What is CAGE technology, the cap-analysis of gene expression?
CAGE is a method that helps researchers profile RNA expression and identify promoters and regulatory elements. Among the regulatory elements, there are also enhancers that are very important, and recent studies show that they are the key elements to regulated genome output.
How did you become involved in the development of CAGE technology for transcriptome analysis?
Although the genome would provide a lot of useful information, we could foresee at the time that it would be very difficult to identify all the regulatory elements, such as the locations of the promoters and enhancers. At that time, we were thinking that if we could sequence at very high throughput, we could map all the initiation starting sites of all the RNAs. If we could do that, we could automatically identify all the promoters and regulatory elements as well. At the time, only Sanger sequencing was available. Sanger sequencing was a fairly expensive way to do sequencing. We decided to modify our existing protocol, which was based on a technique called cap-trapper, to make it a high-throughput method. We decided to cut many fragment sequences, ligate everything together and use this for Sanger sequencing. With this protocol, we developed the first version of CAGE that we used extensively in the FANTOM 3 project. Then we kept developing technologies to match next-generation sequencing.
What are the key advantages of choosing CAGE over other methods?
The key advantages are that we do not only profile RNA expression, but we also identify non-coding RNAs as well. Non-coding RNAs are a new class of RNAs that are not making proteins. Using CAGE, we can identify messenger RNA and non-coding RNAs at the same time. For all of these RNAs, we also identify promoters and regulatory elements. Identifying promoters is very important because we can look at a promoter’s sequence and we can bioinformatically analyze the promoter sequence and identify shorter sequences called transcription factor binding sites. Those elements are responsible for attracting and binding elements that are called transcription factors, and they are very important for regulating gene activity. In essence, in one single CAGE experiment, we can analyze the whole genome. For all promoters, we can bioinformatically infer all transcription factor binding sites and promoter networks. We do not only measure gene expression, but we can also identify the network that regulates gene expression. We provide much more information at a much higher level in comparison to just expression analysis.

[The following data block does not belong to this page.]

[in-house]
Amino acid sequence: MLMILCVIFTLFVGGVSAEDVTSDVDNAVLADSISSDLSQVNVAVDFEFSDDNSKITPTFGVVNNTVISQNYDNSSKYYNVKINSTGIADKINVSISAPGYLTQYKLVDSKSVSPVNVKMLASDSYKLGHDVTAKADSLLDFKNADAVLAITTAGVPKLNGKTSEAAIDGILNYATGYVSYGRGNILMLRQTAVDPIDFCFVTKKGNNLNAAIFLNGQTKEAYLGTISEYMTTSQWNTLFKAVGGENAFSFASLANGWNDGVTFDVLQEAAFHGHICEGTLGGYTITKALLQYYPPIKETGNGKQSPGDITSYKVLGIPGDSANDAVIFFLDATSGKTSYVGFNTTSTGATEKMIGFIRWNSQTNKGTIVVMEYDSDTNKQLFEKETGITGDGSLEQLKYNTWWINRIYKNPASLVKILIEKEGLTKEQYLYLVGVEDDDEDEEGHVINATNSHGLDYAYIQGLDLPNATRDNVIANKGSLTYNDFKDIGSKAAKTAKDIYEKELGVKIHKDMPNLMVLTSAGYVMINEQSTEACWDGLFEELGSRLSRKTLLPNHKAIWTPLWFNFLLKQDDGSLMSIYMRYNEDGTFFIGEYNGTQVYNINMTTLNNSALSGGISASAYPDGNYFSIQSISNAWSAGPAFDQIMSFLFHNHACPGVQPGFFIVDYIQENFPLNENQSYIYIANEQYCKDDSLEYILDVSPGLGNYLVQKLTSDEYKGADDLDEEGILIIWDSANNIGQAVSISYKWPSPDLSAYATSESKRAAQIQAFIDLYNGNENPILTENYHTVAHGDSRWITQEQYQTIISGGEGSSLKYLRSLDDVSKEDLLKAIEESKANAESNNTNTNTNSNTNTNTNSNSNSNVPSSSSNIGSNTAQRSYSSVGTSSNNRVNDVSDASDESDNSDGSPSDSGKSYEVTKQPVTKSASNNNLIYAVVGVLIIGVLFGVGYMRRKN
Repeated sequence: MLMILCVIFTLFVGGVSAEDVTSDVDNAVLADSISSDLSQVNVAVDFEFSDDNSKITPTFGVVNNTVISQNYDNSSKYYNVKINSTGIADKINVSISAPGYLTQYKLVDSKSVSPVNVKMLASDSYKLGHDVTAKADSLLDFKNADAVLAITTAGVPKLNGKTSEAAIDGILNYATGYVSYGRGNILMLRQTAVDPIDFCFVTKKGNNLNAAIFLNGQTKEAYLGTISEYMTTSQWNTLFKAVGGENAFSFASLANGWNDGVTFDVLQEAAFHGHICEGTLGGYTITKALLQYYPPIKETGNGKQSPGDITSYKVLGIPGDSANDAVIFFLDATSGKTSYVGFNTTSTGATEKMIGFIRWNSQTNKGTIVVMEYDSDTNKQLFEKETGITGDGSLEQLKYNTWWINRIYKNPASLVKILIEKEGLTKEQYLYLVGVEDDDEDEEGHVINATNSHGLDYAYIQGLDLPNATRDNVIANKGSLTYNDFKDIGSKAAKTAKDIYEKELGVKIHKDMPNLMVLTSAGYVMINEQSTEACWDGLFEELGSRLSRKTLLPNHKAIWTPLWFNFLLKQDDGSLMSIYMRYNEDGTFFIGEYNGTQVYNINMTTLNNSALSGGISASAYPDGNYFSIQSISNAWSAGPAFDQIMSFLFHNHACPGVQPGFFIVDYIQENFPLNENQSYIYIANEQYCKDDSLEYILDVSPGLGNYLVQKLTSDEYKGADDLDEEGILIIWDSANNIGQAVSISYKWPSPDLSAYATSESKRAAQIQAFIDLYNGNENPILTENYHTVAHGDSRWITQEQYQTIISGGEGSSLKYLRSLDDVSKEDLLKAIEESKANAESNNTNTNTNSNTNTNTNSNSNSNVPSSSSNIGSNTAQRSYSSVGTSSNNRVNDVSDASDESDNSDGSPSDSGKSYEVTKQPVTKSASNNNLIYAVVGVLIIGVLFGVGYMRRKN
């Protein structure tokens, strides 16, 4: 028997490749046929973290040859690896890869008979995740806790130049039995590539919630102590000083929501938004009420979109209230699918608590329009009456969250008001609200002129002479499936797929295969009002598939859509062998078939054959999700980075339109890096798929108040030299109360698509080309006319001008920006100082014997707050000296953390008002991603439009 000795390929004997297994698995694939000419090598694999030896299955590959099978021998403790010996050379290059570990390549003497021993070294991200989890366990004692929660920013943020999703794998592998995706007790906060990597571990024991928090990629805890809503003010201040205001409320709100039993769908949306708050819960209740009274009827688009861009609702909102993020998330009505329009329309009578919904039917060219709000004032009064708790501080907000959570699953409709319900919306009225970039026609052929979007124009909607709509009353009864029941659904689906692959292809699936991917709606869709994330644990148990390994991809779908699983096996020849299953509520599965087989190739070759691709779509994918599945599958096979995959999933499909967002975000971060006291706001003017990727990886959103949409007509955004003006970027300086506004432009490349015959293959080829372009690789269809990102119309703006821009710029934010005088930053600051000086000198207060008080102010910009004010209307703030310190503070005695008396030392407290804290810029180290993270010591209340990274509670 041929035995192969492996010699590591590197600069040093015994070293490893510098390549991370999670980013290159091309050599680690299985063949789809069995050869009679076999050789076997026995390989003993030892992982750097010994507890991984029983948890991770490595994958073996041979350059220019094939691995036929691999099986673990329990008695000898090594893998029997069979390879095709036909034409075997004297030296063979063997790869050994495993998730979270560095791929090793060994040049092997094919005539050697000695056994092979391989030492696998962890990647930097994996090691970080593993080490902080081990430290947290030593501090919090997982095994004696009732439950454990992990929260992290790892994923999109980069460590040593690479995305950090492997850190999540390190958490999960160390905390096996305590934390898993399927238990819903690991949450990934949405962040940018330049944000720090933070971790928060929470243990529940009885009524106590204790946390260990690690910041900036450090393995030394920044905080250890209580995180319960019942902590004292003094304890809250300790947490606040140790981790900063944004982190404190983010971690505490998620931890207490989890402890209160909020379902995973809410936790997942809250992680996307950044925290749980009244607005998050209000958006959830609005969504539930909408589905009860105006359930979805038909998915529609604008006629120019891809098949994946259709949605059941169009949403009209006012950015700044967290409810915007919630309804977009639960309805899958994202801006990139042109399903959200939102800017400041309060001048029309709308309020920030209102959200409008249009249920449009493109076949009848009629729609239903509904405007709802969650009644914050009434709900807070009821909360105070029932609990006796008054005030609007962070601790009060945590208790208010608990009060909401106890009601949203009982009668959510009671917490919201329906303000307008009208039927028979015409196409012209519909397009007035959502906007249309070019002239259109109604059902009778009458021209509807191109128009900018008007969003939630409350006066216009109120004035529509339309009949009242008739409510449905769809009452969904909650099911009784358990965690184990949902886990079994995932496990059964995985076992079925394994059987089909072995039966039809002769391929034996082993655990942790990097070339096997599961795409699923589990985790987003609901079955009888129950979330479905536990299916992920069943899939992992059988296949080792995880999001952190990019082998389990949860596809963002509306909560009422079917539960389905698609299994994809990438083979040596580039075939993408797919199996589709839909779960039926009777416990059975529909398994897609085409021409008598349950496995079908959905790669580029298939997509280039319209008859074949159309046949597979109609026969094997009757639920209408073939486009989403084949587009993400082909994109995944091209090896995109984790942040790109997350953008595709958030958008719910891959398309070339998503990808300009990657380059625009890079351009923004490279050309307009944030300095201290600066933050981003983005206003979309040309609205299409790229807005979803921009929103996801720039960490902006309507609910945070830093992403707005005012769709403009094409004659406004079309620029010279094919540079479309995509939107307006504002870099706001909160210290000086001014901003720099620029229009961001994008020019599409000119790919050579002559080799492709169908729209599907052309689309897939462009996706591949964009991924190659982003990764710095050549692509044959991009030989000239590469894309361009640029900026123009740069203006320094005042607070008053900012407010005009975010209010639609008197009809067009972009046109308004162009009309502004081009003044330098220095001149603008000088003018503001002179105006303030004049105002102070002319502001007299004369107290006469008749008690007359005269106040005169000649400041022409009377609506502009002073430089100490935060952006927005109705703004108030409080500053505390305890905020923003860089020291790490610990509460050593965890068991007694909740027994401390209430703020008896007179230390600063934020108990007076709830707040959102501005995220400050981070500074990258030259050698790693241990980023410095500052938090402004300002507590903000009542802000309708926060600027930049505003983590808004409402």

What kinds of research have you done using CAGE analysis? Has it helped improve the results of your research by being faster and more in-depth than other methods?
It has provided a different type of data that we would not have had without using CAGE. We have been using CAGE in the FANTOM project. The FANTOM project means Functional Annotation of Mammalian. FANTOM is a very long project that started in the year 2000, with stages 1 through 6. We started to use CAGE from FANTOM 3, where we made the first map of promoters with mice and human genes. Also using CAGE, we identified the existence of non-coding RNA and in particular anti-sense RNA. Many RNAs have anti-sense transcription and CAGE was instrumental in identifying those RNAs. After the first map of promoters by CAGE, we continued to use CAGE extensively in the FANTOM 4 project. In FANTOM 4, we introduced one analytical tool that is called motif activity response analysis. This method helps associate promoter activity and transcription factor binding sites to recreate and infer the network of transcription factors that are responsible for transcribing genes. This was published in Nature Genetics in 2009.
Another interesting paper in that FANTOM project was the identification of expression of retrotransposon elements. This was possible because we used CAGE sequencing and we could see there were retrotransposon elements, which are considered junk of the genome. They were not just sleeping and being repressed, but they were actively transcribed at very specific stages. For example, there is a family of them that is very important and active during embryonic development of both the mouse and human. This was clearly identified by using CAGE.
We started the FANTOM 5 project from 2010, and it is still running. In FANTOM 5, we made a second, very large map of promoter elements. This is very extensively validated across many cell types, such as the primary cells at developmental stages of diseases such as cancer. We have mapped many regulatory elements of important biological samples, particularly diseases. This is the broadest reference of transcription ever made.